When Perry Met Romney

The governors square off while the others look on.


Eileen Smith

When Rick Perry stepped onto the stage Wednesday night to debate—or, at the very least, acknowledge—his fellow Republican candidates, no one was more excited than the salivating media punditry gathered in Simi Valley. It was as if they were waiting for…Superman. And why not? Campaigning in New Hampshire last weekend, Perry told the crowd, in response to a young boy’s earnest question, that if he could be any superhero, he’d be Superman. Because Superman came to save the United States. 

Unfortunately Superman did not swoop in to save Perry in the debates. Maybe Perry managed to hold his own against Mitt Romney, but that’s like saying he held his own against a cyborg (and the cyborg will still probably get the nomination). Perry and Romney argued over who created the most jobs and who’s the most like Michael Dukakis. In the beginning half of the debate, Perry looked cocky and self-assured. Later on, he seemed lost and confused and out of his league when confronted with real issues. When asked why Texas has the most uninsured people in the country, he predictably dodged the question by blaming the federal government. He did, however, mention that his wife Anita is a nurse so that should make all those uninsured folks feel better. 

Perry was also asked about Texas having some of the worst high school graduation rates, and why he cut millions of dollars in education funding. Perry said twice that we’ve “made progress” since he’s been governor before pointing to the fact that we share a border with Mexico. That must be where all the bad students are coming from.

But Perry was more than willing to address his provocative claims that Social Security amounts to a Ponzi scheme. He could have taken this opportunity to tone it down, to say that he wants to fix the most popular entitlement program, not throw it out. He could have apologized by telling seniors everywhere that he must have been having a “senior moment” when he said such a ridiculous thing. Instead, he repeated his assertion, seemingly based on nothing, that it’s a total failure.

People who are on Social Security today, men and women who are receiving those benefits today, or individuals at my age that are in line pretty quick to get them, they don’t need to worry about anything. But I think the Republican candidates are talking about ways to transition this program, and it is a monstrous lie.

It is a Ponzi scheme to tell our kids that are 25 or 30 years old today, you’re paying into a program that’s going to be there. Anybody that’s for the status quo with Social Security today is involved with a monstrous lie to our kids, and it’s not right.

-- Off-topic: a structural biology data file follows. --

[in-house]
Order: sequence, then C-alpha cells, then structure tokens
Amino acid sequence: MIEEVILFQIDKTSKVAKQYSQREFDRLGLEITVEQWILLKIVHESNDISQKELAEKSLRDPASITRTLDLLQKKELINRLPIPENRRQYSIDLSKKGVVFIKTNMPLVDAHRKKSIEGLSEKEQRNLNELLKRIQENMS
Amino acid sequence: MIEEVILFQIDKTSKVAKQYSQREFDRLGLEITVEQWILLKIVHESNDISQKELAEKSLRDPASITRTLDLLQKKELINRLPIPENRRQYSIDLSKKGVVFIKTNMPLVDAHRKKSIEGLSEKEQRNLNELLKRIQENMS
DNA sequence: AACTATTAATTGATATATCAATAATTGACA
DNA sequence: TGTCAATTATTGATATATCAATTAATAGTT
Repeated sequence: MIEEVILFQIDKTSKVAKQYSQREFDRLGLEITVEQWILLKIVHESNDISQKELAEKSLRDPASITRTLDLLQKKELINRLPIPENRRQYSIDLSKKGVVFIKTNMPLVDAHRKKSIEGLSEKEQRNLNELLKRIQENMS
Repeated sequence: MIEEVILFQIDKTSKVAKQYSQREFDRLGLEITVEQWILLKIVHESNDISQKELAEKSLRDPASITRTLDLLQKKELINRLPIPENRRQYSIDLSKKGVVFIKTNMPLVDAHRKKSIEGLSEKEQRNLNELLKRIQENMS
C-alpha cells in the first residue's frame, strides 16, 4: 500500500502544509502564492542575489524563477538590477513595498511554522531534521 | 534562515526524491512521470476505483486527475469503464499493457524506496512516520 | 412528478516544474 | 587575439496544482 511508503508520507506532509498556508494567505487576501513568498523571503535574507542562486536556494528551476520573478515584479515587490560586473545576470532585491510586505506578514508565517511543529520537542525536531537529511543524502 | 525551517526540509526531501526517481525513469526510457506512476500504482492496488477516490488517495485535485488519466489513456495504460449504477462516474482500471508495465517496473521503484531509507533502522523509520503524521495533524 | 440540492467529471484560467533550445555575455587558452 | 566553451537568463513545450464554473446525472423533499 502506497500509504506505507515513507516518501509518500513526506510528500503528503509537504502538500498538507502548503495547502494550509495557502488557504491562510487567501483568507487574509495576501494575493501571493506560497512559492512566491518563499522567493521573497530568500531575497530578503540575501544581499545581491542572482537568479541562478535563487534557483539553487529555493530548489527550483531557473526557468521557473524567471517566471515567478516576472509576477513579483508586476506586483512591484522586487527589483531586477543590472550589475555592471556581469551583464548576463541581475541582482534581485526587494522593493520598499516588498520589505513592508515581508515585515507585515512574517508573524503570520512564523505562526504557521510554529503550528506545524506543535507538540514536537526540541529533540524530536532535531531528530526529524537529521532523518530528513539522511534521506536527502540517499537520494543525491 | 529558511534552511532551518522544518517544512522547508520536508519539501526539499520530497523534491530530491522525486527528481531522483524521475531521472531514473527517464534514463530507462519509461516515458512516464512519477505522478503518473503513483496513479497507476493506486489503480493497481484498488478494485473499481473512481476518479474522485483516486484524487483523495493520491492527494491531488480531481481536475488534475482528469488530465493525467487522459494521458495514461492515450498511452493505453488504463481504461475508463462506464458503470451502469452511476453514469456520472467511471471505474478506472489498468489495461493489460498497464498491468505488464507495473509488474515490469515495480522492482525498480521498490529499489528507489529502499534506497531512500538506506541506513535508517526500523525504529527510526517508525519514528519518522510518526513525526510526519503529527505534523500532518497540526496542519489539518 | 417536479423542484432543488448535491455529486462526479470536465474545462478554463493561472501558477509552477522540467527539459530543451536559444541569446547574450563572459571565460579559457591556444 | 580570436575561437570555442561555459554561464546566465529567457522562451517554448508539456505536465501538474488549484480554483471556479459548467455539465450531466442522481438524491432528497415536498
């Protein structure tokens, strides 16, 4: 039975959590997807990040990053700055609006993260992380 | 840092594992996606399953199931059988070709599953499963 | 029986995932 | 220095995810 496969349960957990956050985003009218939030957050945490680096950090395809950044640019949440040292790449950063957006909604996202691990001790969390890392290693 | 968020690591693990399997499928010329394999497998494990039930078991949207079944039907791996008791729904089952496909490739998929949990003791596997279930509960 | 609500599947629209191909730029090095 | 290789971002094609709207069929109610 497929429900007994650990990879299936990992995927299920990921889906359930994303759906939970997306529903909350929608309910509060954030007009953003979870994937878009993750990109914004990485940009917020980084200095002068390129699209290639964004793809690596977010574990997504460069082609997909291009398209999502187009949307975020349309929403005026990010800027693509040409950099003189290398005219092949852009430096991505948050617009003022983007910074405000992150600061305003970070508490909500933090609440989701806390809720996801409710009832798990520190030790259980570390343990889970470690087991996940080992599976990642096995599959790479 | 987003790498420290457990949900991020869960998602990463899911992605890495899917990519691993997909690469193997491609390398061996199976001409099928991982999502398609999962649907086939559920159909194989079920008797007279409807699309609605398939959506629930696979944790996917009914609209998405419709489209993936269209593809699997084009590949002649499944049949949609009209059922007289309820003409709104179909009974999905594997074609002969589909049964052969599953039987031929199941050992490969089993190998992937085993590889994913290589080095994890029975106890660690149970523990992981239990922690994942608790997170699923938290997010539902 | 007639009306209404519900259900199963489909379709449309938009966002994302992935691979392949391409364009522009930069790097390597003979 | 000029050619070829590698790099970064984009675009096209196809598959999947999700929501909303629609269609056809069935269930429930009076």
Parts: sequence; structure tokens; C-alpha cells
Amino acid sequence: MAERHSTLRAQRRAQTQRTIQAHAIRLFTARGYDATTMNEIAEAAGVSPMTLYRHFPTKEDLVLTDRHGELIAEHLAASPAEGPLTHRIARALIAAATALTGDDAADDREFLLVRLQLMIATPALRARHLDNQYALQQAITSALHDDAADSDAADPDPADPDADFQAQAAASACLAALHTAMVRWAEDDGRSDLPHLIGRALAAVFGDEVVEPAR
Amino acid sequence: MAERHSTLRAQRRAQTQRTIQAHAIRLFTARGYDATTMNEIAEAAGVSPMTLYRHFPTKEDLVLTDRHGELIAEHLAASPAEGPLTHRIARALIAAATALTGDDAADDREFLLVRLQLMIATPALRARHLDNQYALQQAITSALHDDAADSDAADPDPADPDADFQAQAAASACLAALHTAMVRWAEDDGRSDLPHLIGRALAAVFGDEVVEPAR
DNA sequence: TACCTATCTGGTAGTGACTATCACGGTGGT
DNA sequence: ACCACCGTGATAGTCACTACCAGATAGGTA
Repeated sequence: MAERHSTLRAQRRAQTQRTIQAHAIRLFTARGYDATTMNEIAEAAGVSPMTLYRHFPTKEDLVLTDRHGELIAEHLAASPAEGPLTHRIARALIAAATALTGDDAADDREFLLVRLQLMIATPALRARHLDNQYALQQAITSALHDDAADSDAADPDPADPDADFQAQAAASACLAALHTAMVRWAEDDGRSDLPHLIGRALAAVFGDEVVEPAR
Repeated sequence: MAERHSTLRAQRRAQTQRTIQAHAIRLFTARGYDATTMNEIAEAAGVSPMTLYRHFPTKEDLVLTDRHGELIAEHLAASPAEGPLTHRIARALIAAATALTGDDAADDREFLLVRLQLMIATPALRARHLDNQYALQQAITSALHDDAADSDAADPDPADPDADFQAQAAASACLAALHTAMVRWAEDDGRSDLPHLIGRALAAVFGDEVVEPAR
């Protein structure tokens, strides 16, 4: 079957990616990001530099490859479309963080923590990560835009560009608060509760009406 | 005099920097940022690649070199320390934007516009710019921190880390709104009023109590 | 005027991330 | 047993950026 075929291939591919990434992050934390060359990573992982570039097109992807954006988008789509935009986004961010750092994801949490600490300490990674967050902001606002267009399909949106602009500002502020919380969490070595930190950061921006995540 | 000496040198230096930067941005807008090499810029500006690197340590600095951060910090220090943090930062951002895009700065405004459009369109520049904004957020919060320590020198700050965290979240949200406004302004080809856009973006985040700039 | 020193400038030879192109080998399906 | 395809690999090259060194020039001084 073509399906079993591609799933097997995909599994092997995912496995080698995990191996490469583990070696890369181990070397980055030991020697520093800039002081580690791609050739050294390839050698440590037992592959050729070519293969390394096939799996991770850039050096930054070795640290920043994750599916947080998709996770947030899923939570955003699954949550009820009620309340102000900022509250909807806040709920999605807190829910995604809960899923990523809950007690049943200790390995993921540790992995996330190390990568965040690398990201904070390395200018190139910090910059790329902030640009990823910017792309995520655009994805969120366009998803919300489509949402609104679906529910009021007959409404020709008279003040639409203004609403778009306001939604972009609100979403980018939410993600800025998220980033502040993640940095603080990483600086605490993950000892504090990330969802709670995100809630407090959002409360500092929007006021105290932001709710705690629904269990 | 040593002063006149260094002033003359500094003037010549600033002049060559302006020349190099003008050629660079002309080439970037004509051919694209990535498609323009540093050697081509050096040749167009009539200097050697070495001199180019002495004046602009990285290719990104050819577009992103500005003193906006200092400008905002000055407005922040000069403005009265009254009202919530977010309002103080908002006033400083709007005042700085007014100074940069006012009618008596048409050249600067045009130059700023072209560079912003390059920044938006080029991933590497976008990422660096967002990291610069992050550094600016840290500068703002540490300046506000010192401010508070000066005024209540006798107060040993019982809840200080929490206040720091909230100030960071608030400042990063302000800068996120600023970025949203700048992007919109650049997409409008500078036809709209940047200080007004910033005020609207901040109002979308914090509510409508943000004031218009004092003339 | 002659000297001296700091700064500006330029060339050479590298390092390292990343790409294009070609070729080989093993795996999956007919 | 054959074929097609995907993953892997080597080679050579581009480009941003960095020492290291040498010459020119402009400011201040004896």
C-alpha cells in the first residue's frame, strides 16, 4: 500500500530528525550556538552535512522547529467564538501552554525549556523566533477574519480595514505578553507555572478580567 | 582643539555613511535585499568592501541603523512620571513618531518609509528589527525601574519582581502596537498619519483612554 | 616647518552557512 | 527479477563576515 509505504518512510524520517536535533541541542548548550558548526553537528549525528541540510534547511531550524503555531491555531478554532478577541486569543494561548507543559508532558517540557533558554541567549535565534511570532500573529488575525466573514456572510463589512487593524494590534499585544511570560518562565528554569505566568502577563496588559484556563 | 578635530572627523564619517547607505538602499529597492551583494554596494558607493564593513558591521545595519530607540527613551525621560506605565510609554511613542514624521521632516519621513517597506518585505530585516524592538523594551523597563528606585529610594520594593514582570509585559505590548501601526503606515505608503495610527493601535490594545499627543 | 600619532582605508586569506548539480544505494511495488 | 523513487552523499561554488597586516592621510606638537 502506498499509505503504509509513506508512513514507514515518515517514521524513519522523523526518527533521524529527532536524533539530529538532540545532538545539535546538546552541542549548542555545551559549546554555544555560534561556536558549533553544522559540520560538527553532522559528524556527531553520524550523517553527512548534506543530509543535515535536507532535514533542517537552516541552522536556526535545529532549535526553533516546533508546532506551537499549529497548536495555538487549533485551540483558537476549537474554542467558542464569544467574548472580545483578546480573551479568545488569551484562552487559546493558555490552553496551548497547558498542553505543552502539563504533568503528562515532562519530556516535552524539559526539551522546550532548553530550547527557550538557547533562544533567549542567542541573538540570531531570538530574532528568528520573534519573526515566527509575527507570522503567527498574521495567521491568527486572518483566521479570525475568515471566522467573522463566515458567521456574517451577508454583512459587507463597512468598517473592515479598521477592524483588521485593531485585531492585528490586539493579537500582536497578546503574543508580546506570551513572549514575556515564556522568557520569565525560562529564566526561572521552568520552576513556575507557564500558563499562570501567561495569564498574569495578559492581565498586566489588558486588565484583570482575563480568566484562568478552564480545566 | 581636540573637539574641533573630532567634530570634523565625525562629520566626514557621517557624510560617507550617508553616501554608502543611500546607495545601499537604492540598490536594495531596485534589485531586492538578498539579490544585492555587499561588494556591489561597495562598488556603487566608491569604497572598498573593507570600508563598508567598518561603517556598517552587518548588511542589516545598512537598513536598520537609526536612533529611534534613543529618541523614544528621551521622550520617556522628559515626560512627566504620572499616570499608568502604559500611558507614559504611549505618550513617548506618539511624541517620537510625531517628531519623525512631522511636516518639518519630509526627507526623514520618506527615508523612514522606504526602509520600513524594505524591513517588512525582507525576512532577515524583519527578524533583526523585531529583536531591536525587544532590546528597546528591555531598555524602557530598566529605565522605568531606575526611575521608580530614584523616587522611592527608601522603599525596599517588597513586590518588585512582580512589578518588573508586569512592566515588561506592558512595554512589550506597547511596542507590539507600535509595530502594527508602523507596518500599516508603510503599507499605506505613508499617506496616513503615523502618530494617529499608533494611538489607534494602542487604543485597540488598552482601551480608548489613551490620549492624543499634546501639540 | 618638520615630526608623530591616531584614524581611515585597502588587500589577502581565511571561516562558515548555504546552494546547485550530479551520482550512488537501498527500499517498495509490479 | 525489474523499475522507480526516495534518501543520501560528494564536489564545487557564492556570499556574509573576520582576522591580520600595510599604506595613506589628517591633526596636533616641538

When asked about immigration reform, Perry again blamed the Feds for ignoring his requests for more “boots on the ground” and predator drones. He then denounced the president as an “abject liar.” For good measure and tea party props.

On issues of national security, Perry did give Obama partial credit for taking out Osama bin Laden, but mostly just to buy some time. He didn’t seem to know how to elaborate on his “philosophy” that America shouldn’t be engaged in “military adventurism.”

Perhaps Perry’s most awkward exchange was when he was asked about the science of climate change.

Well, I do agree that there is—the science is not settled on this. The idea that we would put Americans’ economy at jeopardy based on scientific theory that’s not settled yet, to me, is just—is nonsense. I mean, it—I mean—and I tell somebody, I said, just because you have a group of scientists that have stood up and said here is the fact, Galileo got outvoted for a spell.

Clearly his advisers had not prepped him for that one. Perry added that we shouldn’t be listening to “some scientist somewhere saying, ‘Here is what we think is happening out there.’” Yes, it’s time we all stop listening to that one mad scientist we’ve been blindly listening to for decades.

In what was the most surreal moment of the debate, Brian Williams asked Perry about Texas executing 234 death row inmates during his tenure, more than any other governor in modern times. Williams was interrupted by the crowd bursting into applause.  He then asked if Perry had ever struggled with the thought that Texas had executed an innocent man. Not surprisingly, he said he’s never struggled with that at all. (That’s right. Not even with Cameron Todd Willingham.)

There are two more Republican debates this month. In Florida. If I were Perry, I’d bring some serious security detail. And, if he’s available, Superman.